Regulatory Change is the Need of the Hour in Radiology

Category: Health


Exposure to medical radiation of both patients and care givers is a cause of major concern for the healthcare industry today. As more and more advanced radiation based technology is being developed, there has come a point where new guidelines are required for radiation dosage.

Minimum dosage is not always the solution, but knowing what is the correct for patients, as well as doctors and support staff is what matter. A few factors need to be kept in mind when working out the dosage requirement that would provide maximum effectiveness and efficiency.


The first and foremost thing to be sure of, is the safety of your patients, staff and healthcare centre. The second important thing is to strike a balance between the dosage being administered and the quality of the image.There should be transparency about radiation procedures and does among the staff of the hospital as lack of it will lead to mistrust and lower productivity.

 The ideal approach to radiation procedures would be to combine healthcare technology with insightful data and care to provide the correct dosage across the organisation.

Hospitals, clinics, healthcare companies and other stakeholders in the healthcare industry have been putting their heads together to find the right radiationdose management and  effectively reduce exposure. In recent years, there has been a sharp increase in the inventions of high radiation imaging and its adoption by the healthcare industry, this has called for a renewed focus on radiation dose management. The issue is serious and requires a concerted and coordinated attempt by all stakeholders in the medical industry and patients too. Meaningful dialogue and addressing of issues among all those that are involved is the only way forward towards creating sustained developments in radiology.


The healthcare industry is one of the main stakeholders in the radiology sector. Companies manufacturing equipment related to ionizing radiation are already looking for ways to minimize radiation exposure during radiological procedures. They must persist in their efforts to develop advanced technology that mitigates radiation exposure, and provide, at the same time, better quality imaging. Companies developing radiology software for hospitals are now introducing coordinated does reporting and does management abilities in their software. This is a welcome step. New technology incorporating software and hardware management with chain imaging that reduces radiation exposure while providing high quality images is also being developed by medical software companies nowadays. Active does management and does reduction programs are already on place in the software being developed by many healthcare companies.

Proper regulation of the level of radiation exposure for patients and care givers is of vital importance in the healthcare system. While healthcare companies are doing their bit by creating more sensitive radiology software for hospitals, regulatory bodies need to come up with new, well defined set of rules and regulations regarding the same. These regulations should not just apply to radiology equipment manufacturers but also on doctors and clinicians administering ionization dosage. The main challenge would be to aggregate and assimilate the huge amount of data related to patients, operators and manufacturers. But it is an essential step if we are serious about setting new regulations and guidelines in place of the established ones.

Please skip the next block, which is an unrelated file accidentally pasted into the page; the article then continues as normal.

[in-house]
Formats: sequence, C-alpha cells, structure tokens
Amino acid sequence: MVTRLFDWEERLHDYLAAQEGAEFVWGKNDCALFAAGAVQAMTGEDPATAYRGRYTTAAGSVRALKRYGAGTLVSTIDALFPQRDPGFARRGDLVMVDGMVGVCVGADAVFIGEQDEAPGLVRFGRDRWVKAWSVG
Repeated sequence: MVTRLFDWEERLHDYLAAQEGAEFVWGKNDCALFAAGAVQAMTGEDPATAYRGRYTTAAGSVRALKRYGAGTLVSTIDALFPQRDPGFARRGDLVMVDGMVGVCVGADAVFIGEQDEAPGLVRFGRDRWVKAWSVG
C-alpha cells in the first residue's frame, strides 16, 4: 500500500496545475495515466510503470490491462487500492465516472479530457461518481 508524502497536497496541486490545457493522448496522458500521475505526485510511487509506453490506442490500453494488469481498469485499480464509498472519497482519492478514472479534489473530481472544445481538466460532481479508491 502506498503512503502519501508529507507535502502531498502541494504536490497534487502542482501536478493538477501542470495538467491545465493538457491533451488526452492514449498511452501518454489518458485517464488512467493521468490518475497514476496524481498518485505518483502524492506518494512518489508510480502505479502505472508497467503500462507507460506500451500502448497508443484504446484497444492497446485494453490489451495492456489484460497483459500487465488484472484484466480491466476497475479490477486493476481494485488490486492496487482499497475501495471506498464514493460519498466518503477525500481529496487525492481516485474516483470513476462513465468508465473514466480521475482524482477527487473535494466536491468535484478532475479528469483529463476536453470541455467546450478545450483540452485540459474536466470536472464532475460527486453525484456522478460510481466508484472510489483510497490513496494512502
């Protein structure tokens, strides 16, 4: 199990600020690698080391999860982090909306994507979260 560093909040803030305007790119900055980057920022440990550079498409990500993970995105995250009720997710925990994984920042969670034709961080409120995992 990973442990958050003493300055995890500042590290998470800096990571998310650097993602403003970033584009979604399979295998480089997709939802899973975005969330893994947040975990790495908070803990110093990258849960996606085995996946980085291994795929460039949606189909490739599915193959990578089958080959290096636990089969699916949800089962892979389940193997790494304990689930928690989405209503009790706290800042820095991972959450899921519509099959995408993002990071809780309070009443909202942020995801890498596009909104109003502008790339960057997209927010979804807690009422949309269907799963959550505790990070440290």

There are regulatory bodies in India, already in place, that have issued guidelines and regulations for radiation exposure, radiation dosage reduction and ionization does management. There guidelines are based on data collected from various healthcare sources regarding the current radiation exposure levels of patients and doctors and the emerging trends in the healthcare industry. Some of these organizations are Atomic Energy Regulatory Body(AERB), National Accreditation Board for Hospitals and Healthcare Providers(NABH), Pre-conception and Pre-Natal Diagnostic Techniques Act1994(PC PNDT). Hospitals, clinics, diagnostic centres and healthcare centres are required to follow the guidelines prescribed by these agencies. But the need of the hour of to revisit these guidelines due to the emergence of and reliance on new medical technology.

While it is understandable that radiology equipment manufacturers share the greater burden in the responsibility of reducing and managing radiation dosage for patients, as do the software companies providing radiology software for hospitals like Tenwave and Napier, some of the responsibility also falls on the healthcare professionals like doctors, radiologists, clinicians and support staff to regulate radiation exposure levels. In the present scenario, once it is determined if the patient needs to be scanned for medical diagnostic purposes, the decision of the type of scan and the level of radiation exposure is left to the discretion of the doctor or pathologist. As the treatment preference of each doctor is different, there is a lot of discrepancy in such treatments. Sustained awareness campaigns about the risk of radiation overdose and restraint on the part of doctors from prescribing repeated scans is essential for improving patient safety. This is specially valid for paediatric scans. Most guidelines about the accepted levels of radiation are based on adult radiation exposure levels and their impact of children is not clearly known. Hence, paediatricians should avoid radioactive imaging or look for alternative imaging modalities.